Nobody likes to pay taxes. But taxes are necessary so that our country can function and continually improve. Your taxes go towards things like road construction, public schools, health facilities, public safety and social welfare systems. These things are essential for a happy and safe life in the United States.
But what if you’re a citizen of the US, but you weren’t in the US? What if you’re a digital nomad, and save for a quick trip to say hello to the fam at the holidays and pick up your favorite candy/cheeseburger/shampoo/whateveritis, you were other places? What if you never drove on the roads, you didn’t use the healthcare system, and you didn’t need the services of the public servants? You shouldn’t still be responsible for these things, right?
The IRS agrees, and there is a provision in the tax code that allows you to exclude a portion of your income from federal taxation, should you meet certain requirements. I’m going to do my best to explain this in laymen's terms, but the usual jargon applies: this is in no way specific tax advice-it is a very broad overview. If after reading this blog you think, ‘hey, that could be me’, I highly advise you to consult a tax professional.
So, how does this Foreign Earned Income Exclusion (FEIE) actually work?
You’re allowed to exclude up to a certain amount ($120,000 for 2023, $126,500 for 2024) of income earned while outside of United States from federal income taxes if you were either a Bona Fide Resident of another country ~or~ you were Physically Present in another country for 330/365 rolling days ~and~ your Tax Home was not considered to be in the United States. Let’s dissect.
First, this only applies to federal taxes. Sure, there are states that have their own provisions, but for the purpose of this blog, let’s think on a federal level. Qualifying for the FEIE does not exempt you from paying into the social welfare systems, i.e. Social Security (SS) and Medicare (MC). You’ll still be responsible for this portion of your tax. For employed (W2) individuals, the rate for SS is 6.2% of the first $147,000 of wages (2022), and MC is 1.45% of all wages, with an additional .9% on wages over $200,000 (2018). If you’re self employed, the self employment tax rates are 12.4% and 2.9%, respectively. Note there are other funny rules that go along with this, but they are irrelevant for the purposes of this blog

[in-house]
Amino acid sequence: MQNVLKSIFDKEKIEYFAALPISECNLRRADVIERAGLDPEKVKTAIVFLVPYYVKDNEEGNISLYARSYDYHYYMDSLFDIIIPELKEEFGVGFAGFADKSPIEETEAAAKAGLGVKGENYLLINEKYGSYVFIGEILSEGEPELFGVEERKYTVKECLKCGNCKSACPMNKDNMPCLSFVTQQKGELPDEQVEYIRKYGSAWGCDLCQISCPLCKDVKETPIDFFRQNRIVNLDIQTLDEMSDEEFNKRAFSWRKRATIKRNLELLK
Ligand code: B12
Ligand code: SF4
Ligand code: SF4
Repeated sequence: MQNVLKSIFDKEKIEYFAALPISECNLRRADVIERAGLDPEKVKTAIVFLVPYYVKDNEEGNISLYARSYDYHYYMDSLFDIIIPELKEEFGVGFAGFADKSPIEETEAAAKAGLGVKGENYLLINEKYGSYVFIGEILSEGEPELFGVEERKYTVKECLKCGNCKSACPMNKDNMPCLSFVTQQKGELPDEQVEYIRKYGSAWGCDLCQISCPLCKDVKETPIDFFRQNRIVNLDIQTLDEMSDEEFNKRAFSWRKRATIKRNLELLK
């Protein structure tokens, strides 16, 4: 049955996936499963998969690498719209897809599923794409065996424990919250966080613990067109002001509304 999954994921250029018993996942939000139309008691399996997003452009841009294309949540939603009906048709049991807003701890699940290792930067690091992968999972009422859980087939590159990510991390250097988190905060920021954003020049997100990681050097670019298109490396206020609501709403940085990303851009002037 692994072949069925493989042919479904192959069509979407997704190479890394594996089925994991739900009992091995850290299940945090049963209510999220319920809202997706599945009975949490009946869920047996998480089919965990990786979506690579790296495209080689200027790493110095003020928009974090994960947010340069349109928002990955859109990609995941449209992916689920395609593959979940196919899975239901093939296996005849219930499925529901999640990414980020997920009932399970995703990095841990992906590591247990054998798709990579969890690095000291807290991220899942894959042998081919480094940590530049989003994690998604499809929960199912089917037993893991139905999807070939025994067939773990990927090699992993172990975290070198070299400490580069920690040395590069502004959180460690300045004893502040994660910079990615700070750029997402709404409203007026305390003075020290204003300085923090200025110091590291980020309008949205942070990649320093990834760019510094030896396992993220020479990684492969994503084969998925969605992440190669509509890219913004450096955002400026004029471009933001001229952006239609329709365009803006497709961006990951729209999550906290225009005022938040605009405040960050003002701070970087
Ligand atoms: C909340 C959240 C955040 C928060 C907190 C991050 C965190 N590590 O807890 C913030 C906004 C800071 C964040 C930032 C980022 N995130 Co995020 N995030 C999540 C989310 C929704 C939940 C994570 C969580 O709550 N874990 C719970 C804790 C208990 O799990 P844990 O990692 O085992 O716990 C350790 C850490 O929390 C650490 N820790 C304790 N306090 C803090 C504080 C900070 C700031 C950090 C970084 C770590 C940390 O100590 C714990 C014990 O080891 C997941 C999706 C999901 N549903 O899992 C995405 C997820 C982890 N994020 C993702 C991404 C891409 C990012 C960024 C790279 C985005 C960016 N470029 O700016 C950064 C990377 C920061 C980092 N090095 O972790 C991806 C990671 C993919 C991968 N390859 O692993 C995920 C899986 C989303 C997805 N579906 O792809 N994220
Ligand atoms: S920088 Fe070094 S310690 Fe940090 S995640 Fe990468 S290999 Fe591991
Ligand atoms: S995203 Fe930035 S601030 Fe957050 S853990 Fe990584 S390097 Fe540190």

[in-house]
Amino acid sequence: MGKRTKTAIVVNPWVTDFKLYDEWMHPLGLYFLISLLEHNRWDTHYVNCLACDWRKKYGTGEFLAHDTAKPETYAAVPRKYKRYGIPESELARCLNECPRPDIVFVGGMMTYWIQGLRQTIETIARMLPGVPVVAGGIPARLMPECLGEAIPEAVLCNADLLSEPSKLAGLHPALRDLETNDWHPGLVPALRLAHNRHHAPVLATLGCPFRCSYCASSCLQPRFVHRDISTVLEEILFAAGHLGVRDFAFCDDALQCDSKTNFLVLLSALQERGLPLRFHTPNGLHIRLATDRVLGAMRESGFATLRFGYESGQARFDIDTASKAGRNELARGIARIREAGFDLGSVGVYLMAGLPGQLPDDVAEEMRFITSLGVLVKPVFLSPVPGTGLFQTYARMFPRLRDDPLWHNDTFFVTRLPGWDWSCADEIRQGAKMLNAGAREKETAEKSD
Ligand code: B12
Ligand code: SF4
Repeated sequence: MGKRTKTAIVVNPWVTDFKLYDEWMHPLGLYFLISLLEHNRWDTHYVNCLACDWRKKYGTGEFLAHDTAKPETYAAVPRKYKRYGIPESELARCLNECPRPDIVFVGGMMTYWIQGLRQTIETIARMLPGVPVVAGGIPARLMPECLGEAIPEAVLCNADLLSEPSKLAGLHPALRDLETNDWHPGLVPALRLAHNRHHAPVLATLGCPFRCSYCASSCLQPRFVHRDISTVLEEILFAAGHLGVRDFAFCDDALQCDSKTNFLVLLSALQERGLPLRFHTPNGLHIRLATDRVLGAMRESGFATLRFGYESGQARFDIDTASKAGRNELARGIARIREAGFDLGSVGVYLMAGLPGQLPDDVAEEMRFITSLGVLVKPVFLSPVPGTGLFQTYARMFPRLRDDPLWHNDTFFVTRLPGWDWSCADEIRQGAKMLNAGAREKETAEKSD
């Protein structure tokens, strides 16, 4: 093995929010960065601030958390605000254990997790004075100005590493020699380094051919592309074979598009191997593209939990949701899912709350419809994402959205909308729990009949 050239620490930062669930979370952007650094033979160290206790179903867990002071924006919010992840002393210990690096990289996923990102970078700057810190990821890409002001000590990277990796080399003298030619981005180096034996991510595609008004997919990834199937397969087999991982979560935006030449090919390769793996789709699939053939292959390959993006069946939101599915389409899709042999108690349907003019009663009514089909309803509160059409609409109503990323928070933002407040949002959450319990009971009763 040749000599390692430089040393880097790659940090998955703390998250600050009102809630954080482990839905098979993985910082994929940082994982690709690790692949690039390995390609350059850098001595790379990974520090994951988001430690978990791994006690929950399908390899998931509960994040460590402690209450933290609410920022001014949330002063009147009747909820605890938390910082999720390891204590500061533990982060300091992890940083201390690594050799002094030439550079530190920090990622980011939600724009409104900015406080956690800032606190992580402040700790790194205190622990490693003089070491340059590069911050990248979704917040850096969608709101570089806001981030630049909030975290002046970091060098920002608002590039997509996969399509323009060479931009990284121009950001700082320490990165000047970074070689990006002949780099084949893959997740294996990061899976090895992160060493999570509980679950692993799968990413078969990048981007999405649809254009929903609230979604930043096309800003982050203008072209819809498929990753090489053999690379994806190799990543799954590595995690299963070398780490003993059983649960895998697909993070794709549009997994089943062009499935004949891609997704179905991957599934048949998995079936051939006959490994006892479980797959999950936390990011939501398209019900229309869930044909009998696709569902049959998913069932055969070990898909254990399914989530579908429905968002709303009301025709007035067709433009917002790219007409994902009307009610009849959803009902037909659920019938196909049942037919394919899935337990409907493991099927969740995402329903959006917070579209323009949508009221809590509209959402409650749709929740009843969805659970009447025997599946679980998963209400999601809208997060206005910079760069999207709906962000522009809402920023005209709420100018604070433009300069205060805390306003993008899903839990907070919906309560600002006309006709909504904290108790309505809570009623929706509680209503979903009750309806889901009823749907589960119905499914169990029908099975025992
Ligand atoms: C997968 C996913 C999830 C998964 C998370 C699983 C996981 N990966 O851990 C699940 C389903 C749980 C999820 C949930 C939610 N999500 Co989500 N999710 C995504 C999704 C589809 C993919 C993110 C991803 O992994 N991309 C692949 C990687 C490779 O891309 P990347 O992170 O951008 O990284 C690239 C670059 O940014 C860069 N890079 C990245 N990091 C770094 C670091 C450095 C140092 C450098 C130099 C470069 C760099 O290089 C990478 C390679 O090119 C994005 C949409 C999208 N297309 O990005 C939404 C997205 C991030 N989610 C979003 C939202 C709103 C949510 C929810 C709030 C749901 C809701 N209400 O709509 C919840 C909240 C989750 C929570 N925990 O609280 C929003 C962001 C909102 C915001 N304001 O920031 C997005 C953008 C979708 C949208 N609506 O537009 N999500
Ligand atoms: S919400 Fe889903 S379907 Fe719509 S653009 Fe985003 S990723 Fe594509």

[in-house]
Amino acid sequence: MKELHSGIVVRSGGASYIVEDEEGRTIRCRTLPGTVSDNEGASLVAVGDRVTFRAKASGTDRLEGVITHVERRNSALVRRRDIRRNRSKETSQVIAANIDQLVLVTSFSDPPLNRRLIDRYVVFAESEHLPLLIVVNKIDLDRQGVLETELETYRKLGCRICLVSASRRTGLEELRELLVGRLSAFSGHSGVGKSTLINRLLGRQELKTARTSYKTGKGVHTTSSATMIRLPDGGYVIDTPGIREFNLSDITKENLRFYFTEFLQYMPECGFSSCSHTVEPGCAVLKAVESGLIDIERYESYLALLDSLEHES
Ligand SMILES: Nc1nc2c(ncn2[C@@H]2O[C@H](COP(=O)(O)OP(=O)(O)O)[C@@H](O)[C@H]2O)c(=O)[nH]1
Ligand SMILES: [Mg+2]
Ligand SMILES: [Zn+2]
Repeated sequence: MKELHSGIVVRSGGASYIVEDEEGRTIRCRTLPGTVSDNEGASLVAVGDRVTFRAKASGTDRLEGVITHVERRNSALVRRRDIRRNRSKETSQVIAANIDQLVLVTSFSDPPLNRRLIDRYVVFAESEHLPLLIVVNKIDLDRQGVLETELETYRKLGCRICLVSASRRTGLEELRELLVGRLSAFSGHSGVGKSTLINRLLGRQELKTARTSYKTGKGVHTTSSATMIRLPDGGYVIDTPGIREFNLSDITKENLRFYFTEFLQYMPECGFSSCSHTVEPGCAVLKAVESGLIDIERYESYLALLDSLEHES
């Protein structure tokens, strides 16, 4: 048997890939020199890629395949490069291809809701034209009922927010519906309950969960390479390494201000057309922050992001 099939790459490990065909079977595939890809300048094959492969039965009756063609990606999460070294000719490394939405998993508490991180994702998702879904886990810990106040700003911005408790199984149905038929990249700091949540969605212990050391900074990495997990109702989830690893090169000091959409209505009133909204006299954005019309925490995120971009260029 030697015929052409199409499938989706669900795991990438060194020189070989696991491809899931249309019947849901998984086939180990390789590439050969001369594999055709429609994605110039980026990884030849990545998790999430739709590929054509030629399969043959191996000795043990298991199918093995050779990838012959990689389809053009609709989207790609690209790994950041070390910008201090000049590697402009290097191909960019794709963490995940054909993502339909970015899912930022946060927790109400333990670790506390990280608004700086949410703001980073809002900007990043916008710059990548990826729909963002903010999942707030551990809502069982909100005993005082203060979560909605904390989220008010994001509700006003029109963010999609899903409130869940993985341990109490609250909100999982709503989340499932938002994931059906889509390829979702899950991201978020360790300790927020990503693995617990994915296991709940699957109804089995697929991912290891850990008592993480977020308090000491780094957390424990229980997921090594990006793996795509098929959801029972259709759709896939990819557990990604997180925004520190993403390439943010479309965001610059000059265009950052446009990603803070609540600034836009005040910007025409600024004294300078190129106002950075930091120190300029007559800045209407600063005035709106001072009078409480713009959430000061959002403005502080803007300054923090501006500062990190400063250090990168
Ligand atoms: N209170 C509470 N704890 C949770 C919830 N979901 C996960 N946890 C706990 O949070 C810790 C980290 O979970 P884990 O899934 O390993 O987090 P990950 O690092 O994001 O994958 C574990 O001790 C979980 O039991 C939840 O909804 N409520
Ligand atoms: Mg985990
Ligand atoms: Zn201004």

Now that we got that outta the way, let’s talk about the ways you can qualify. First, you can be a Bona Fide Resident of another country. This means you were a resident of another country for an uninterrupted period that includes a tax year. Stayed in one spot that wasn’t the US? This is your test. This one is funny in that you need to qualify in a calendar year, meaning Jan 1-Dec 31, but once you have, you can take partial years, both before and after your qualifying year. There’s a lot to be said about intention, period of assignment, etc, so just living somewhere for a year does not automatically qualify you. Please, consult a tax pro or do your own research before filing for the FEIE under the bona fide resident test.
Say you’re like most digital nomads though, and you have trouble sitting still. You like to move from place to place, country to country, never settling down anywhere long enough to be considered anything but a transient. Well, there’s a provision for us too, but there are some more hoops. First, you have to be physically present outside of the United States for 330/365 rolling days. WTF are rolling days, you ask? Rolling days just means that unlike the bona fide resident test, you don’t have to look at a calendar year to qualify. Just find a consecutive 365 period in which you spent 35 days or less in the US. Then proceed to step 2.
Step 2 takes a look at your “tax home”. For these purposes, this is not your domicile (home), more your work environment and nature of assignment. What is the relationship between your work and travel? Do you have a brick and mortar office in the States, and a boss the expects your butt back in your cube immediately after your travel? If so, you’re going to have a hard time convincing the IRS that your tax home was outside of the US. On the flip side, if you are self employed, your office is where you are, be that the US, Mexico, Europe, Bali, or the deepest depths of Thailand. Again, if this sounds like you, do some more research. Talk to a tax pro. See if you have a case for filing for the FEIE and saving yourself some money.
The last and very important point that I want to make is you aren’t automatically qualified or disqualified for the FEIE just based on the points above, they merely suss out how strong of a case you have to present to the IRS. The IRS will ultimately determine whether or not you qualify for the FEIE, and simply receiving your FEIE refund is not a guarantee that you’re in the clear. The IRS has 7 years to look back at your return and ask more questions if they wish. If they determine you did not in fact qualify for the FEIE you will be responsible for the taxes as well as interest and penalties.
Have questions? Feel free to request more information.